Effectively Audit Your Customer Contracts: Part 2

By Alyssa Verzino

Contract Management Solution

Welcome back to our two-part blog post covering four simple steps to a successful contract audit. If you missed the first two steps, check them out here. Next, it’s time to think about renewing customers with contractual opt-outs. 

Step 3: Identify Renewing Clients With Contractual Opt-Outs

Just because a contract automatically renews, doesn't mean you can't lose it. Every contract has a termination clause. In most cases, it requires that the terminating party give minimum notice. If a customer needs to give you 30 days notice of contract termination, that means you have 30 days to convince them to stay. 

Some contracts have termination options beyond mere notice. For example, if you fail to meet a service level agreement (SLA) or if the customer falls below some level of usage of your services, a client can invoke a termination without penalty. Modern legal teams today should know what these key metrics are and monitor them in order to identify contracts that are "eligible" for penalty-free cancellation. 

Above all, given that the global health crisis has had a perilous impact on many businesses in the world, you need to identify every customer contract with a Force Majeure clause that could be invoked. 

At the end of Step 3, each contract should be flagged as having or lacking a current customer option to terminate. Each contract should also have a soonest date of termination, which is the date the contract would end if the client gave notice to terminate today.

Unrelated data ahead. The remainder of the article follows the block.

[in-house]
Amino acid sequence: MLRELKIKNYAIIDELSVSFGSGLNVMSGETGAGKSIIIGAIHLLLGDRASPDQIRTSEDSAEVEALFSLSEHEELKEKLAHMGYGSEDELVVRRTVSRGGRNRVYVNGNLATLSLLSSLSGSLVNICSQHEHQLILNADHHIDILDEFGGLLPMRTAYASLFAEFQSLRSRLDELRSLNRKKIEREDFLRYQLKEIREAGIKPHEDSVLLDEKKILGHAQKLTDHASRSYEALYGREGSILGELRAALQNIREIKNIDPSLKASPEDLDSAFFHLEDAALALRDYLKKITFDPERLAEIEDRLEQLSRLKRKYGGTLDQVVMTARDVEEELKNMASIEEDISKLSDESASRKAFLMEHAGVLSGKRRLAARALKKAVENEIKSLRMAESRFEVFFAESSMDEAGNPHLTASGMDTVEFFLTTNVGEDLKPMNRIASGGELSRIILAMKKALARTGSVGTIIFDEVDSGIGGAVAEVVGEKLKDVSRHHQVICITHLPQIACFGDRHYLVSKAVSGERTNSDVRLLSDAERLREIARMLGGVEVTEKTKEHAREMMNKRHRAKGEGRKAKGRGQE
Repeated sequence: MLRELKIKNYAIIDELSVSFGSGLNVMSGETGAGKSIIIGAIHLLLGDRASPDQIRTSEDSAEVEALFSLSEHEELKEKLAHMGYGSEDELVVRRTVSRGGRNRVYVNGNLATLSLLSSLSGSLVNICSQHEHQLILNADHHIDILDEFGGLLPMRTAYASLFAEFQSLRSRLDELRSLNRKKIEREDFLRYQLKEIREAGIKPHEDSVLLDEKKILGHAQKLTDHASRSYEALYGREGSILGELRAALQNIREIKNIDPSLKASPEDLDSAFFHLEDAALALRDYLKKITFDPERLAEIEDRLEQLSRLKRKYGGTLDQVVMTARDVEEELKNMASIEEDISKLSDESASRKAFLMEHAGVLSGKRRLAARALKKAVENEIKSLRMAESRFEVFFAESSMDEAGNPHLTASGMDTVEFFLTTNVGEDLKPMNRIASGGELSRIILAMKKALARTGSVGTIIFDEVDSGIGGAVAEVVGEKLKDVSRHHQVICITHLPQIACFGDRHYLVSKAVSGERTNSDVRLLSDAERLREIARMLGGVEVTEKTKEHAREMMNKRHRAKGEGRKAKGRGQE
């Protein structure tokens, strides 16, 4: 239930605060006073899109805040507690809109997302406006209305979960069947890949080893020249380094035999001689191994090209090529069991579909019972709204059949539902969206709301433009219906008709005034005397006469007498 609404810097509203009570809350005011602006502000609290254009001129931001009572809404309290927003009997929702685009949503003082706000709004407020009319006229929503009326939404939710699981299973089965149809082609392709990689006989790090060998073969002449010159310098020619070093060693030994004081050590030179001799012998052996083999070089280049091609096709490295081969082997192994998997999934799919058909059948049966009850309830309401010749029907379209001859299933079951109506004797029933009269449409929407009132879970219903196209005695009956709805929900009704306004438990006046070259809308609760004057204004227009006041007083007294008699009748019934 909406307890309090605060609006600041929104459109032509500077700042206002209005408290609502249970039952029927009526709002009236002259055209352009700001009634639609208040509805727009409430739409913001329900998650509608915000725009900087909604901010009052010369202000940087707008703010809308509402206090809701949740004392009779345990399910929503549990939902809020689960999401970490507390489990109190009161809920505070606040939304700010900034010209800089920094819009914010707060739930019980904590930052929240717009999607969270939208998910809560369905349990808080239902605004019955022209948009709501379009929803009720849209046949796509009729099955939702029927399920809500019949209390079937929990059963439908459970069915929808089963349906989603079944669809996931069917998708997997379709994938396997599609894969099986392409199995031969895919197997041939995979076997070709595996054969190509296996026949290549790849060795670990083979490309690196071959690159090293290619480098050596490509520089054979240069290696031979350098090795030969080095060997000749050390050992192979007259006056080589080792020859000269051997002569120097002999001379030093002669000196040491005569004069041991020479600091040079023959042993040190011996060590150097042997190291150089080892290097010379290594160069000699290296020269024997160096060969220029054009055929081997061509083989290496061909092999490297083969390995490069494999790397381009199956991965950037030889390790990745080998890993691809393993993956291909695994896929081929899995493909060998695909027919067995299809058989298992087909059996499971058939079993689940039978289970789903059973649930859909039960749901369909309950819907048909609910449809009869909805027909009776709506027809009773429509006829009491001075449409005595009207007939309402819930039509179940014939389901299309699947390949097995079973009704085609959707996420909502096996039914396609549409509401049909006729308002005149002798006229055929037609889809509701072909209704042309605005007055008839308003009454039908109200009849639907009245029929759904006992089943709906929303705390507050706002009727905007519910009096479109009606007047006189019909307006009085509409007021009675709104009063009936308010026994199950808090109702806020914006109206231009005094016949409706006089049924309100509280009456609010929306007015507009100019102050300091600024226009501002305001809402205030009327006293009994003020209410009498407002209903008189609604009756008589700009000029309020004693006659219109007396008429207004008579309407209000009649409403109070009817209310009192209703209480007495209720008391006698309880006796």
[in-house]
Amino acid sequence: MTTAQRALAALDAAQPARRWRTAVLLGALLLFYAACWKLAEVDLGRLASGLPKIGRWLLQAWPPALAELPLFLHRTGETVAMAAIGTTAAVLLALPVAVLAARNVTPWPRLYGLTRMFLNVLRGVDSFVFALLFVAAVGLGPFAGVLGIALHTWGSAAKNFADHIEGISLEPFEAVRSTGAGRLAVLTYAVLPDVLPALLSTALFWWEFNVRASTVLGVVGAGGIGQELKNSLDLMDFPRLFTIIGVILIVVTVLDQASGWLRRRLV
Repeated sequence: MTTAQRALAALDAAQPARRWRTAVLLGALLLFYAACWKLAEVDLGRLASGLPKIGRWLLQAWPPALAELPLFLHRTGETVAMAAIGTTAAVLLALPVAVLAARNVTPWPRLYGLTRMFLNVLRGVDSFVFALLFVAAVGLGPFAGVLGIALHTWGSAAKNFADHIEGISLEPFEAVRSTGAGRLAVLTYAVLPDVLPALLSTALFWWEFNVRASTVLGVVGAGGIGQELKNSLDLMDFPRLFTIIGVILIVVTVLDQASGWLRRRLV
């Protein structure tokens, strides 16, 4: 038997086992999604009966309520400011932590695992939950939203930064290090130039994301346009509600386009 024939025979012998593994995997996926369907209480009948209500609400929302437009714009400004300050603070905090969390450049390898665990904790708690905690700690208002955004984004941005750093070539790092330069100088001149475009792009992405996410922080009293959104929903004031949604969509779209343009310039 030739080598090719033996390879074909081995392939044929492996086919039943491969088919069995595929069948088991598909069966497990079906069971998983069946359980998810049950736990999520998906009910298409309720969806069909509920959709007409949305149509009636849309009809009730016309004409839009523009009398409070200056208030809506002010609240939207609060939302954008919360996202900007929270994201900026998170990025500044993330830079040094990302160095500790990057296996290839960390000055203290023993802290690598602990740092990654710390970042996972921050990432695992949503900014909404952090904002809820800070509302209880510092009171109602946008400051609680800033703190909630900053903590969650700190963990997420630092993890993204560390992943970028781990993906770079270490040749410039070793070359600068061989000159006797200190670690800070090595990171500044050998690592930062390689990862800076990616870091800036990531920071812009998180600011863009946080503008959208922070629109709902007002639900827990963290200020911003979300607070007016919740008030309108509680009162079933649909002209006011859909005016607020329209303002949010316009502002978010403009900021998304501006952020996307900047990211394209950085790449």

AI for Contract Management

Step 4: Calculate Your Contractual Revenue at Risk

Below is a sample list of three contracts that all have the data that you track. 

Contract ID

Revenue per Month

Auto-Renews

Renewal Date

Can Opt Out

Soonest Termination Date

ABC-123

$20,000

Y

4/1/2021

Y

1/31/2021

QRS-456

$12,000

N

1/1/2022

Y

3/30/2021

XYZ-789

$7,000

N

7/1/2021

N

7/1/2021

 

You now have enough information to build a list of contract revenue most at risk.

If you know how much each contract generates in an average month, and you know how many months are left before the soonest termination date, you know the minimum value of the contract. If the customer does not invoke their soonest termination date, but instead continues until their renewal date, you know the maximum value of the contract. 

The difference between those two values is how much the contract is at risk if it doesn't continue until its "natural" renewal date. Assuming you compiled this table on Jan. 1, 2021, it would look something like the data below.

Contract ID

Revenue per Month

Min. Months 

Min. Value

Max. Months

Max. Value

Revenue Risk

ABC-123

$20,000

1

$20,000

4

$80,000

$60,000

QRS-456

$12,000

3

$36,000

12

$144,000

$108,000

XYZ-789

$7,000

6

$42,000

6

$42,000

$0

 

From this example, you can see that the largest contract by monthly revenue is not the largest revenue risk. It also shows that, between these three contracts, $168,000 of revenue is "at risk' because the clients could opt out.

Armed with this information, your legal team can help your sales and customer service teams to keep critical clients happy (and critical agreements intact.) 

With some simple contract auditing, you can calculate the minimum and maximum value of client agreements and know exactly how much of your potential revenue is at risk due to early client opt-outs. Once you know what revenue is at stake, you can put resources in place to protect it. 

This audit process is made simple with contract management software. If you want to get up-to-the minute assessments of your contract revenue risk, and automate the most arduous parts of your contract analysis, contact LinkSquares today.

Topics: Contract Management